A federal judge refused Friday to free Oath Keepers founder Stewart Rhodes, of Granbury, from jail while he awaits trial on charges that he plotted with other members of his far-right militia group to attack the U.S. Capitol to stop Congress from certifying Joe Biden's electoral victory.
U.S. District Judge Amit Mehta said federal prosecutors have presented "compelling if not strong" evidence against Rhodes, the group's leader. Rhodes poses a "clear and convincing danger" to the public, the judge said during a remote hearing.
Rhodes and 10 other people linked to the Oath Keepers are the first to be charged with seditious conspiracy in the Jan. 6, 2021, attack at the Capitol. Four other Oath Keepers defendants charged with seditious conspiracy remain jailed pending a trial set for July.
Their Jan. 12 indictment also charged Rhodes with obstruction of justice. Prosecutors say he tried to destroy electronic evidence of the alleged plot from his cellphone.
Rhodes, 56, has been detained in federal custody since his arrest in Little Elm, Texas, a day after his indictment. On Jan. 26, a federal magistrate judge in Plano, Texas, ordered him jailed pending trial. Rhodes' lawyers asked Mehta to overturn that decision, but the judge rejected that request.
Prosecutors say Rhodes orchestrated the group's assault on the Capitol with backup from an armed "quick reaction force," or "QRF," stationed at a Comfort Inn just across the river in Arlington, Virginia. The QRF was composed of Oath Keepers members from Arizona, Florida and North Carolina and stayed in contact with Rhodes during the attack, according to prosecutors.
"The QRF teams guarded an arsenal of firearms and related equipment and were prepared to speed those weapons into the hands of co-conspirators on the ground in Washington when directed by Rhodes or other conspiracy leaders," prosecutors wrote in a court filing.
Rhodes' lawyers described the QRF as a defensive force, "called if and only if required to defend members or those with whom they have been charged with protecting," they wrote in a filing.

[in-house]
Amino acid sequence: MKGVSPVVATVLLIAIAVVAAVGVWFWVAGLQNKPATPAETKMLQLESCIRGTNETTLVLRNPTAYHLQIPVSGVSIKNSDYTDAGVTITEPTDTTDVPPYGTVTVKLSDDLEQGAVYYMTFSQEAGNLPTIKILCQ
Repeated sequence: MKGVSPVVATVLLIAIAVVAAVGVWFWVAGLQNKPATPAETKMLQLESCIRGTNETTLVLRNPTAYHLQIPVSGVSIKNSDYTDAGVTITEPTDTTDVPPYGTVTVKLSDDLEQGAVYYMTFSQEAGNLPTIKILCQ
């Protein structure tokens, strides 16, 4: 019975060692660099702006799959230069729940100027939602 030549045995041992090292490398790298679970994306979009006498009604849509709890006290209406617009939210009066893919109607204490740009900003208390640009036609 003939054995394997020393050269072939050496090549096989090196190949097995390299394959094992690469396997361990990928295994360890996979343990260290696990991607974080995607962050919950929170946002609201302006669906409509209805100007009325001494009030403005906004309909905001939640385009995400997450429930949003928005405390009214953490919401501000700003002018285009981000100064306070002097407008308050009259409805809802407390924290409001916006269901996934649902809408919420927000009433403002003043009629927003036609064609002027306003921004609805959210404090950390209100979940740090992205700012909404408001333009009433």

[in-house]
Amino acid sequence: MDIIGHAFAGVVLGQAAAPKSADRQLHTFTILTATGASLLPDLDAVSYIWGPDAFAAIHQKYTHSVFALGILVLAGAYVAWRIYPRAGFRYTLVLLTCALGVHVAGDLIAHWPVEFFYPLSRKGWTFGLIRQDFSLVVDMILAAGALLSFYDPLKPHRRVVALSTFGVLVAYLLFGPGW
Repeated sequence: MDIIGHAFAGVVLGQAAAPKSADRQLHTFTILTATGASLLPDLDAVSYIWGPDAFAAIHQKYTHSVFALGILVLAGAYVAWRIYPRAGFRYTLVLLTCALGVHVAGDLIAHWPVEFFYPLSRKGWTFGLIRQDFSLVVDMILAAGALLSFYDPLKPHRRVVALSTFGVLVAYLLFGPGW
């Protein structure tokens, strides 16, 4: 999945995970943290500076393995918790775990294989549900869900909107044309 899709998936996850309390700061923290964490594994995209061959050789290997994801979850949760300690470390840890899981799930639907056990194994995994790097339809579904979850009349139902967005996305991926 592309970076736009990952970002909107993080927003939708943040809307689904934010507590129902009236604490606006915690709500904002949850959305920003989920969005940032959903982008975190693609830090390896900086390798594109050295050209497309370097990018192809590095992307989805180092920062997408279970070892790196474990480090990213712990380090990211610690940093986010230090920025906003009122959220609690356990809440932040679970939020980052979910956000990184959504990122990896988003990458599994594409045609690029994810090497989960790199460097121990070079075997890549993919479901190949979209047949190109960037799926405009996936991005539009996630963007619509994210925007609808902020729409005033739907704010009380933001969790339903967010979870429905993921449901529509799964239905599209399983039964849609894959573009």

The indictment also alleges that two teams of Oath Keepers formed military-style "stacks" as they stormed and entered the Capitol.
During a hearing Wednesday, the judge asked a prosecutor why authorities believe the Oath Keepers didn't activate a QRF team. Assistant U.S. Attorney Kathryn Rakoczy said they didn't need to because group members had breached the Capitol without it.
Rakoczy referred to Rhodes as the "architect" of the plot. One of Rhodes' lawyers, James Bright, said no such plot existed.
"There was no conspiracy to overthrow the government," Bright told the judge. "There certainly was an enormous amount of bombastic language that was involved."
Rhodes spent over $15,000 on firearms and related equipment in the week before the Capitol riot and bought more than $17,000 in additional firearms-related equipment between Jan. 6 and Biden's inauguration on Jan. 20, 2021, according to prosecutors. Mehta said the quantity and timing of those gun purchases isn't consistent with somebody buying them for self-defense.
Rhodes' attorneys said he doesn't pose a threat to the public or a flight risk. He voluntarily met with FBI agents multiple times after Jan. 6 and gave them his phone, they noted.
Rhodes' lawyers say Oath Keepers believed that then-President Donald Trump would be invoking the Insurrection Act on Jan. 6, "necessitating a need for militias and other groups to defend that declaration."
"When that did not happen, Rhodes and others took no action. They left the Capitol grounds and went to dinner," the defense attorneys wrote.
Oath Keepers also provided security for longtime Trump backer Roger Stone and others in Washington that day, according to Rhodes' lawyers.
The House committee investigating the Jan. 6 insurrection sought testimony from Rhodes when he appeared remotely before the panel from jail earlier this month.
Rhodes is a Yale Law School graduate and military veteran. He was living in Granbury, Texas, after the Capitol riot and has been held at a county jail in Bonham, Texas, since his arrest.
"Rhodes used his legal and military training to lead an attack on our core democratic traditions, and purposefully recruited others with similar military and law enforcement experience to join the fight," prosecutors wrote.